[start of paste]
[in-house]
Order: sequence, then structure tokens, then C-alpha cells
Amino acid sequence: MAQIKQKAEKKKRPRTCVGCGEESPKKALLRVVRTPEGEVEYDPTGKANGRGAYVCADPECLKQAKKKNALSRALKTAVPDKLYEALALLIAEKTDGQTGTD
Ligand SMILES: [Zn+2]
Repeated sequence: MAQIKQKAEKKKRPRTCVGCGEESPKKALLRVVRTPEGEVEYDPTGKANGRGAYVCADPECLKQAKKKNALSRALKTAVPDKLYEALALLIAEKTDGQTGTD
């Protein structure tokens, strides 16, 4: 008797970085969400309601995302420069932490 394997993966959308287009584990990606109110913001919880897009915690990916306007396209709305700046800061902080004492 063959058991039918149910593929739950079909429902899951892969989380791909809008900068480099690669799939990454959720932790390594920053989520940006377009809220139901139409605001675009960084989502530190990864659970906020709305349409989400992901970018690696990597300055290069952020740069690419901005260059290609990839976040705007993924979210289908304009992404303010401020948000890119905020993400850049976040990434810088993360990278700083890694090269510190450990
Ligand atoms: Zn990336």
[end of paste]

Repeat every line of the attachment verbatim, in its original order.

[in-house]
Order: sequence, then structure tokens, then C-alpha cells
Amino acid sequence: MAQIKQKAEKKKRPRTCVGCGEESPKKALLRVVRTPEGEVEYDPTGKANGRGAYVCADPECLKQAKKKNALSRALKTAVPDKLYEALALLIAEKTDGQTGTD
Ligand SMILES: [Zn+2]
Repeated sequence: MAQIKQKAEKKKRPRTCVGCGEESPKKALLRVVRTPEGEVEYDPTGKANGRGAYVCADPECLKQAKKKNALSRALKTAVPDKLYEALALLIAEKTDGQTGTD
């Protein structure tokens, strides 16, 4: 008797970085969400309601995302420069932490 394997993966959308287009584990990606109110913001919880897009915690990916306007396209709305700046800061902080004492 063959058991039918149910593929739950079909429902899951892969989380791909809008900068480099690669799939990454959720932790390594920053989520940006377009809220139901139409605001675009960084989502530190990864659970906020709305349409989400992901970018690696990597300055290069952020740069690419901005260059290609990839976040705007993924979210289908304009992404303010401020948000890119905020993400850049976040990434810088993360990278700083890694090269510190450990
Ligand atoms: Zn990336």